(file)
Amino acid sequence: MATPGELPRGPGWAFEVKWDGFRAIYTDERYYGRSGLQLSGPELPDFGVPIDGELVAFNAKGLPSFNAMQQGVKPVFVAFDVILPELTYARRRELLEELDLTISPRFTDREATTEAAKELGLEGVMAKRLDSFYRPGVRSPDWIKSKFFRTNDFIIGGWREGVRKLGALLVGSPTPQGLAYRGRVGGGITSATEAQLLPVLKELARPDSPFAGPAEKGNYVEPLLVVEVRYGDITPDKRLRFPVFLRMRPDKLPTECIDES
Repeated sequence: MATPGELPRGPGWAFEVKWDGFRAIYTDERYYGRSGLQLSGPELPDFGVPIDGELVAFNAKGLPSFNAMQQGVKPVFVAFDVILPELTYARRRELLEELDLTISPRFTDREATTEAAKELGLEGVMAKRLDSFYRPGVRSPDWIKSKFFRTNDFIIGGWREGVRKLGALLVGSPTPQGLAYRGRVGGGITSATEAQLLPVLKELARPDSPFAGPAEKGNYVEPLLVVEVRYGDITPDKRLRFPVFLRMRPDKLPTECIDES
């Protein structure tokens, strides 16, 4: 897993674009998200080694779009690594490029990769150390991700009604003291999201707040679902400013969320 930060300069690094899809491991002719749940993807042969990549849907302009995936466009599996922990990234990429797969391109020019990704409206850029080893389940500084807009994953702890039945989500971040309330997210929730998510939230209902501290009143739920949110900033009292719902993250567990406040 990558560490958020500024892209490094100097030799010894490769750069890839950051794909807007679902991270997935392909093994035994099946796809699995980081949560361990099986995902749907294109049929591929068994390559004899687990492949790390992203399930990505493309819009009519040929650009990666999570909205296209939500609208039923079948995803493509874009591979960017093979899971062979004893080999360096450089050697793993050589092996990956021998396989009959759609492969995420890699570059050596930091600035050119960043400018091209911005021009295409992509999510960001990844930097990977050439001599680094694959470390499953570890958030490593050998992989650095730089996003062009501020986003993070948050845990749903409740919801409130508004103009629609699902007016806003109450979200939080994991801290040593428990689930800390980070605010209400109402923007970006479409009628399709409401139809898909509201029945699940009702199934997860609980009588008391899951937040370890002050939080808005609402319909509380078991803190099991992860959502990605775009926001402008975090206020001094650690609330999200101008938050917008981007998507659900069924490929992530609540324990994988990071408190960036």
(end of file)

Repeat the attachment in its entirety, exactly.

Amino acid sequence: MATPGELPRGPGWAFEVKWDGFRAIYTDERYYGRSGLQLSGPELPDFGVPIDGELVAFNAKGLPSFNAMQQGVKPVFVAFDVILPELTYARRRELLEELDLTISPRFTDREATTEAAKELGLEGVMAKRLDSFYRPGVRSPDWIKSKFFRTNDFIIGGWREGVRKLGALLVGSPTPQGLAYRGRVGGGITSATEAQLLPVLKELARPDSPFAGPAEKGNYVEPLLVVEVRYGDITPDKRLRFPVFLRMRPDKLPTECIDES
Repeated sequence: MATPGELPRGPGWAFEVKWDGFRAIYTDERYYGRSGLQLSGPELPDFGVPIDGELVAFNAKGLPSFNAMQQGVKPVFVAFDVILPELTYARRRELLEELDLTISPRFTDREATTEAAKELGLEGVMAKRLDSFYRPGVRSPDWIKSKFFRTNDFIIGGWREGVRKLGALLVGSPTPQGLAYRGRVGGGITSATEAQLLPVLKELARPDSPFAGPAEKGNYVEPLLVVEVRYGDITPDKRLRFPVFLRMRPDKLPTECIDES
């Protein structure tokens, strides 16, 4: 897993674009998200080694779009690594490029990769150390991700009604003291999201707040679902400013969320 930060300069690094899809491991002719749940993807042969990549849907302009995936466009599996922990990234990429797969391109020019990704409206850029080893389940500084807009994953702890039945989500971040309330997210929730998510939230209902501290009143739920949110900033009292719902993250567990406040 990558560490958020500024892209490094100097030799010894490769750069890839950051794909807007679902991270997935392909093994035994099946796809699995980081949560361990099986995902749907294109049929591929068994390559004899687990492949790390992203399930990505493309819009009519040929650009990666999570909205296209939500609208039923079948995803493509874009591979960017093979899971062979004893080999360096450089050697793993050589092996990956021998396989009959759609492969995420890699570059050596930091600035050119960043400018091209911005021009295409992509999510960001990844930097990977050439001599680094694959470390499953570890958030490593050998992989650095730089996003062009501020986003993070948050845990749903409740919801409130508004103009629609699902007016806003109450979200939080994991801290040593428990689930800390980070605010209400109402923007970006479409009628399709409401139809898909509201029945699940009702199934997860609980009588008391899951937040370890002050939080808005609402319909509380078991803190099991992860959502990605775009926001402008975090206020001094650690609330999200101008938050917008981007998507659900069924490929992530609540324990994988990071408190960036």